If you're interested in pursuing a role, please reach out—if there's a potential match, we start with an introductory call to see if we have a good fit, and then a more in-depth discussion of what you've worked on. (Depending on the role, this can focus on work or side projects.) Diff Jobs is free for job applicants.
A company which helps local restaurants expand to new markets through micro-foodhalls (written up in the Diff here) is looking for its first market launcher. (various locations)
A company building a marketplace for private equity secondaries is looking for a co-founder to lead deal sourcing and research efforts. (US, remote)
A company in the education space which offers advice to people from high school age through to early career professionals is looking for GM/mini-CEO candidates to own a variety of company functions. It's likely the right candidates will have a product background, but not necessary. (US, remote)
A company adding a software layer to the VC fund closing process is looking for their first Product Manager and Product Designer. (NY, Philadelphia, Remote)
A company offering working capital loans to small, traditionally-underbanked businesses is looking for engineers across the stack; infra, backend, and web. (SF)
Stay tuned for a future post on this business model. The proprietary trading business is fascinating, not just because of what the companies do—provide constant liquidity while determining the efficient frontier between automation and human judgment—but because of how their model lets them think about opportunities. They may be the world's most systematic and effective allocators of research time, so in a meta sense it's very good news that some of them are getting quite rich and donating their money to research on things other than systematic trading signals.
An analysis in year zero, i.e. someone who is planning to buy a company and perform this maneuver, may find that it's highly profitable for them because it allows them to pull cash out of the acquisition right away, producing a fancy-looking internal rate of return. Since the cash is expected to come out of the business with high confidence, that portion of the acquisition will probably be funded by debt rather than equity, so any additional improvements to the acquisition will look that much better on a levered basis. For the buyer, there's yet another layer of DCF: what is the net present value of fees raised on a larger fund in a year or two, conditional on cosmetically good numbers from the current fund today? On that basis, the transaction probably looks very good.
Note that the discount rate in that second scenario is not necessarily the expected return. If the analysis is right, it's an understatement; if you buy at an implied discount rate of 12% and immediately sell at an implied discount rate of 8%, you've made 50%. Whether you do sell at this point depends on whether or not you see other opportunities whose return, after accounting for capital gains taxes and other transaction costs, is higher than the implied 8% you're getting at the new price.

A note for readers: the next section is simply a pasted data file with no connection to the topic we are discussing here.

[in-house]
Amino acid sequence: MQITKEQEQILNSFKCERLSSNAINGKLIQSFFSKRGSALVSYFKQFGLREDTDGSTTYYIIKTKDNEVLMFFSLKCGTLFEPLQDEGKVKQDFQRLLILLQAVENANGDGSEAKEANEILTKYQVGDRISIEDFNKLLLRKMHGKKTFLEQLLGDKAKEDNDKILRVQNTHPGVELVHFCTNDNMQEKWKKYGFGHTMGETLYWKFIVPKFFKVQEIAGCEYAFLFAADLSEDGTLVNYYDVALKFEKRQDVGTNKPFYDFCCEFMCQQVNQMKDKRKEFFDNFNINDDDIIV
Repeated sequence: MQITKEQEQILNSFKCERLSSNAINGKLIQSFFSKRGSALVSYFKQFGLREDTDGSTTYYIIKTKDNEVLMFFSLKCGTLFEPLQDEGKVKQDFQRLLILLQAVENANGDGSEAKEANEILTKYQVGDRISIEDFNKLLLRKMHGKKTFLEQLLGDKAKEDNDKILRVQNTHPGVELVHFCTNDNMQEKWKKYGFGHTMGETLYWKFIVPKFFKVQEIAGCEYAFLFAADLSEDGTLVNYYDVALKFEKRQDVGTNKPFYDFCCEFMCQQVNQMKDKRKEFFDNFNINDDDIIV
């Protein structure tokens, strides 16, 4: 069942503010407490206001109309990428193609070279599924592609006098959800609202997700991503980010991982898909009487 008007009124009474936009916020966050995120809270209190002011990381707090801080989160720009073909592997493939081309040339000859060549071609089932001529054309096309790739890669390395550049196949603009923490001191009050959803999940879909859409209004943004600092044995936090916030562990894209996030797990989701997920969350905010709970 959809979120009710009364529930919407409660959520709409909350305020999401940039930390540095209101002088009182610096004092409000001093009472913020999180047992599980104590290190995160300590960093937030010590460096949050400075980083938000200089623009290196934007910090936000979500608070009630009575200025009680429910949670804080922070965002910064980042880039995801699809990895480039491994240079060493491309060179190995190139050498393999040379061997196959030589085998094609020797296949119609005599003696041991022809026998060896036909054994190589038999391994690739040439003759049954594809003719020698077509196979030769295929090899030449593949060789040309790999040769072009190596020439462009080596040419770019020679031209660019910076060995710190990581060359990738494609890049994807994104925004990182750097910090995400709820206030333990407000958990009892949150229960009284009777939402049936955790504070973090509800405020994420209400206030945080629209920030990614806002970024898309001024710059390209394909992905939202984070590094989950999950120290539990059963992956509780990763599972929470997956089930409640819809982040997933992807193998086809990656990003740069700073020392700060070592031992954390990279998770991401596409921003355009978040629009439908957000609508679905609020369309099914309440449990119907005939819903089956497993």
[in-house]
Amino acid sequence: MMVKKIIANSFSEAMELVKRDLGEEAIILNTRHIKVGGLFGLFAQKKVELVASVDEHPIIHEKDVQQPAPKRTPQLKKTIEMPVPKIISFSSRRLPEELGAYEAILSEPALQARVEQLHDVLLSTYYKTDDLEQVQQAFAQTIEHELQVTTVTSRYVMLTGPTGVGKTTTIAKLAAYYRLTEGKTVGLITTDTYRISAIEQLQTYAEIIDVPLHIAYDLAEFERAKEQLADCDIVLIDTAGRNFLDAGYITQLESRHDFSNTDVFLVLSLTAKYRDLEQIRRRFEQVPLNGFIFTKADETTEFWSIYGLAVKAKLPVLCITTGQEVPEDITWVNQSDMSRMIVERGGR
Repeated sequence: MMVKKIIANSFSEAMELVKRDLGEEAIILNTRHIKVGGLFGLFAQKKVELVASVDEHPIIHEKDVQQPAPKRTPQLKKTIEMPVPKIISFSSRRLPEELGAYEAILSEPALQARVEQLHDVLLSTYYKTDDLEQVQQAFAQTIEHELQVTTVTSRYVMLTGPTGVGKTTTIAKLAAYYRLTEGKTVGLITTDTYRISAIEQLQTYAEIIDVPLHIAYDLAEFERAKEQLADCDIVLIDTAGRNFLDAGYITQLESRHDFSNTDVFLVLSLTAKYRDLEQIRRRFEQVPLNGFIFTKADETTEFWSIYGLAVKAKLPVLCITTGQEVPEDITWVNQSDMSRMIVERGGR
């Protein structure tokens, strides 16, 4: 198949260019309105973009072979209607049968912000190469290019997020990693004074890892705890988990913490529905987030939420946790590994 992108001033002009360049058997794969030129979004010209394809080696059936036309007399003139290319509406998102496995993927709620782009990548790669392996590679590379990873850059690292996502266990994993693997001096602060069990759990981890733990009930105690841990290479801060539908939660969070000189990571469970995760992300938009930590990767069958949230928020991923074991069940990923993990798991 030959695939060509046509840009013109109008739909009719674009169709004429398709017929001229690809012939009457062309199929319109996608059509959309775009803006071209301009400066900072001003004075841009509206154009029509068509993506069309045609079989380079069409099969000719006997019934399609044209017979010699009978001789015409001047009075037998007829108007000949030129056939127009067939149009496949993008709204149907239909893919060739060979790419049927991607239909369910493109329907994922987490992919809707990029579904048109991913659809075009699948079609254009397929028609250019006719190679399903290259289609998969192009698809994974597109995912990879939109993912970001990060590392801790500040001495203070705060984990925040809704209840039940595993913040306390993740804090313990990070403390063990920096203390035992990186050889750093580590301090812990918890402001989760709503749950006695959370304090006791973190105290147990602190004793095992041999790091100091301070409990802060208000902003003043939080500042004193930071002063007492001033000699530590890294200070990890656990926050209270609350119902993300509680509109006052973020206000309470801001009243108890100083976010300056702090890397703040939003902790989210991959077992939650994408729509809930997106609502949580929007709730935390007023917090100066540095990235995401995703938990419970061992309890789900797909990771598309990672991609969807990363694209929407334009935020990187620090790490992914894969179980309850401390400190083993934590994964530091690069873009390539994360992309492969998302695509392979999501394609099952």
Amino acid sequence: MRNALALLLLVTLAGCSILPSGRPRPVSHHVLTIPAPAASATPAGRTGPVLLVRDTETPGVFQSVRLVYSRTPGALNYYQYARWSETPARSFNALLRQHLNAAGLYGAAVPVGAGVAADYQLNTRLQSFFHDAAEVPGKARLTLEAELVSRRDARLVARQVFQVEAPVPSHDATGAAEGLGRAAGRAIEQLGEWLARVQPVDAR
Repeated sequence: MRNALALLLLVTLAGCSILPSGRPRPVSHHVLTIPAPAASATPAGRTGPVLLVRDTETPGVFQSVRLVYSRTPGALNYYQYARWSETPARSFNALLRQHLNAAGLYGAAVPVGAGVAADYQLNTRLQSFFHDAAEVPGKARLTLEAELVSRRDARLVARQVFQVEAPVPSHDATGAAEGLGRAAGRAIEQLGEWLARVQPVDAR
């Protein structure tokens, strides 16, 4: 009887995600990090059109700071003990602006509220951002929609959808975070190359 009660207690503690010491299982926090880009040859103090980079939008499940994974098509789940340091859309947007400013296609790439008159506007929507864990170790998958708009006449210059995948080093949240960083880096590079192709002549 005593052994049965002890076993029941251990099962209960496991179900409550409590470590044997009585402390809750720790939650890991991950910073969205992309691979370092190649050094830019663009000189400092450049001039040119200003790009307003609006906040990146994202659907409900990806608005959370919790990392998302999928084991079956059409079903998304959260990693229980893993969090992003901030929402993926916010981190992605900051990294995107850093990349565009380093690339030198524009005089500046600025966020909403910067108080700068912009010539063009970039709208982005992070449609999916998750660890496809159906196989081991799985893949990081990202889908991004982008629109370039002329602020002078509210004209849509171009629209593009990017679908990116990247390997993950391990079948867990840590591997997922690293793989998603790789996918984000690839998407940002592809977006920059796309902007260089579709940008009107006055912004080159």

Technically some funds are only looking at the accuracy of those short-term drivers, but in effect what those funds are doing is mentally modeling a long-term investor who will adjust long-term views based on short-term results. You can go to the extra effort of estimating what a 2% revenue miss this quarter does to 2028's probably free cash flow, but in practice if you're good at estimating those near-term deviations, the binary beat/miss outcome is more tractable than getting the magnitude perfect.
Even here, there are complexities depending on margins and business structure. Some companies are in an industry where they’re buying something, marking it up, and selling basically the same thing to someone else. That’s broadly true for many businesses, like retail, but it’s usefully true for companies in adtech or any business that analogizes well to wholesale distribution. For these companies, the real topline metric is not revenue, but the markup. For example, an adtech company might have some lines of business where it’s taking a gigantic markup, but can’t easily scale, and others where the markup is minimal but the scope of business is enormous. The way this gets expressed in their financials is that they cite revenue and revenue less traffic acquisition cost; the latter number (RexTAC if you want to be fancy) is the key metric. Since the company is benchmarking its fixed costs to some measure of incremental profitability, it makes sense to let all of these markup differences wash out. Google, for example, pays a healthy amount to intermediaries for some of its ads, but runs other ads on owned-and-operated properties where there’s no traffic acquisition cost.
Option-based analysis can also be very useful for cases where a company produces some natural resource at a predictable cost; Saudi Aramco is long an option on crude oil at a strike price of about $3/barrel, but is short call options at higher prices reflecting the royalties it owes the government. High-cost producers that aren’t actively producing—owners of mothballed mines or undeveloped land, for example—are long an out-of-the-money option. And this thread is a great primer on thinking of a short position as an option. Selling volatility can be a tough business, especially if you don’t know that’s the business you’re in.